Record collecting isn’t always about finding the most obscure UK psych album from the 60’s. Sometimes it’s pure nostalgia, whatever makes you feel good, and the feeling of rekindled youth when you spot something that was a huge part of childhood. Many programs we grew up with on local television had albums. Who knew? I’ve seen everything from The Friendly Giant to Mr. Dressup and of course Sesame Street. Imagine the smile that crossed my face when I dug up The Buckshot Show!  Remember sitting cross legged in front of the TV on your birthday, waiting for your name to scroll by? Remember Benny the Bear and his narration of feel good stories re-enacted by toilet paper rolls decorated like people? That kind of record collecting is just pure fun!


The Buckshot Show hosted by Ron “Buckshot” Barge was a children’s television series which aired daily in Calgary, Alberta from 1967 – 1992. It was the longest-running children’s TV show in Canadian history at the time of its cancellation. Fondly, Calgarians recall the daily dose of song, playful banter, and stories with moral value hosted by Buckshot, his gnarly cowboy hat and a cast of puppet characters like Benny the Bear, Clyde the Owl, Farley the Flames fan, a firefly and some dragons. Part of the charm was the show was not scripted. Rumour has it Buckshot, now in his mid-70’s, enjoys retirement in Calgary and is still up for a friendly chat when you spot him at a local grocer.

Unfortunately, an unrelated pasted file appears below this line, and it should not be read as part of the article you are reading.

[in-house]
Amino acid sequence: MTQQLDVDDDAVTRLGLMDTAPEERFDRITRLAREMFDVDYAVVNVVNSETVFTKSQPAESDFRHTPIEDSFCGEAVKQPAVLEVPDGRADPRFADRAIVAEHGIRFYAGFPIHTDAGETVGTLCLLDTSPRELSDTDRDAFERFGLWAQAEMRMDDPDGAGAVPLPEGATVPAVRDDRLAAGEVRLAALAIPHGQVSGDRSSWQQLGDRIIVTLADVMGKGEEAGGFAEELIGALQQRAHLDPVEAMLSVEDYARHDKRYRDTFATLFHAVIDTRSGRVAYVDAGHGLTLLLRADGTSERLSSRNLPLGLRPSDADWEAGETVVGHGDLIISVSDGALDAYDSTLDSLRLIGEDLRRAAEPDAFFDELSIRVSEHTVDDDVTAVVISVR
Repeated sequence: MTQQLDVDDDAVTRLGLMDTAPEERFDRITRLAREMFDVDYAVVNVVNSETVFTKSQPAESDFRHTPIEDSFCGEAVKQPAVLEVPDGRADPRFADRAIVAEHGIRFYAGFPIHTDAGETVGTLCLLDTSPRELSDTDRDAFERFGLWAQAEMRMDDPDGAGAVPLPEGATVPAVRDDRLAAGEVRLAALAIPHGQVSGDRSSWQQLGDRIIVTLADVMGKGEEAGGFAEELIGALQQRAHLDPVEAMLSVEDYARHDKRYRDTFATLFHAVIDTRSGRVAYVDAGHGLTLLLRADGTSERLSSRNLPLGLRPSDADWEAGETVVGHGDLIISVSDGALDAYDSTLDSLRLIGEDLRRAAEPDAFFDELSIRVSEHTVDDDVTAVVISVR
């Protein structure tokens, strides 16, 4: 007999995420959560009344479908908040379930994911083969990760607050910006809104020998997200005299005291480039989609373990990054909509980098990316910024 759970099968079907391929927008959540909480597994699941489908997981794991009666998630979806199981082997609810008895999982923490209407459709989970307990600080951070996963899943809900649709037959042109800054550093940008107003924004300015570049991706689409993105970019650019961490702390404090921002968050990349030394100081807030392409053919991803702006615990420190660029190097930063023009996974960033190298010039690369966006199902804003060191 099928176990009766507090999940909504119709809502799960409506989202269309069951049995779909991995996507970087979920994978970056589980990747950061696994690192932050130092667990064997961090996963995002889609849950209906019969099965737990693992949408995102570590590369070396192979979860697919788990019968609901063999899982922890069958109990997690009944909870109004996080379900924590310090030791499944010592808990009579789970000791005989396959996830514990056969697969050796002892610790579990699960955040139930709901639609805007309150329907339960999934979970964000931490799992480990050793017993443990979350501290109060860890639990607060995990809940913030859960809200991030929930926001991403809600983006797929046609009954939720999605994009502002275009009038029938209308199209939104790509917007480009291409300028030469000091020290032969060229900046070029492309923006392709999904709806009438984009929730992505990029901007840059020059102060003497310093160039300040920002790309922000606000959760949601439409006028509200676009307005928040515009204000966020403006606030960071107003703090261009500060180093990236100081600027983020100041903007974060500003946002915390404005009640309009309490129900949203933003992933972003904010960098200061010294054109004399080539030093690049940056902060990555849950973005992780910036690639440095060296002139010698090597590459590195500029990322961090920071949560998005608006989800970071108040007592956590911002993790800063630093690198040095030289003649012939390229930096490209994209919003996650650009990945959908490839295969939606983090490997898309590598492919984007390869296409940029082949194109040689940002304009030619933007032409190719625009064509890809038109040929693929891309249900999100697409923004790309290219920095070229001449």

Little information pops up regarding this album, but it was recorded in 1983 at The Sundae Sound Studio, produced by Ron Barge and engineered by Jim Lewis, the puppeteer! Surely the pressing was limited, so let’s call it a rare. Though the theme music for the show “The Elephant Never Forgets” by electronic music pioneers Perrey and Kingsley is not featured on this record, you do get some classic fav’s like “Happy Birthday” which according to the liner notes “Everybody has sung Happy Birthday to someone at some time, but I’ll bet you haven’t heard the song sung quite like this.” “Old McDonald” is described as “One of the famous (or should we say infamous) stage show routines. Clyde the Owl manages to confuse what should be a simple song.” In “Talk It Out,” “Heathcliffe and Dafney run out of gas on their way to the party and realize that they aren’t communicating too well.” The clincher is “16 Chickens” one of the most requested songs on the show, featuring local fiddler Roy Warhurst (he was my neighbour growing up!) Kudos if you know all the lyrics:

16 Chickens and a Tambourine
Singin Tru-Ra a Rootie Da Day
Funniest Sight I Ever Seen
16 Chickens and a Tambourine!

A Throbbin Stub and a Knocked Kneed Cat
A Bobblin Shank and a Dingle Bat
A Cross Eyed Goat in the Gall-Berry Bush
A Roxlin Rod and a Sniffle Tush

Now that you have said tune stuck in your head, I encourage you to take a walk down memory lane, skip across the generation gap, and explore the silly side of vinyl.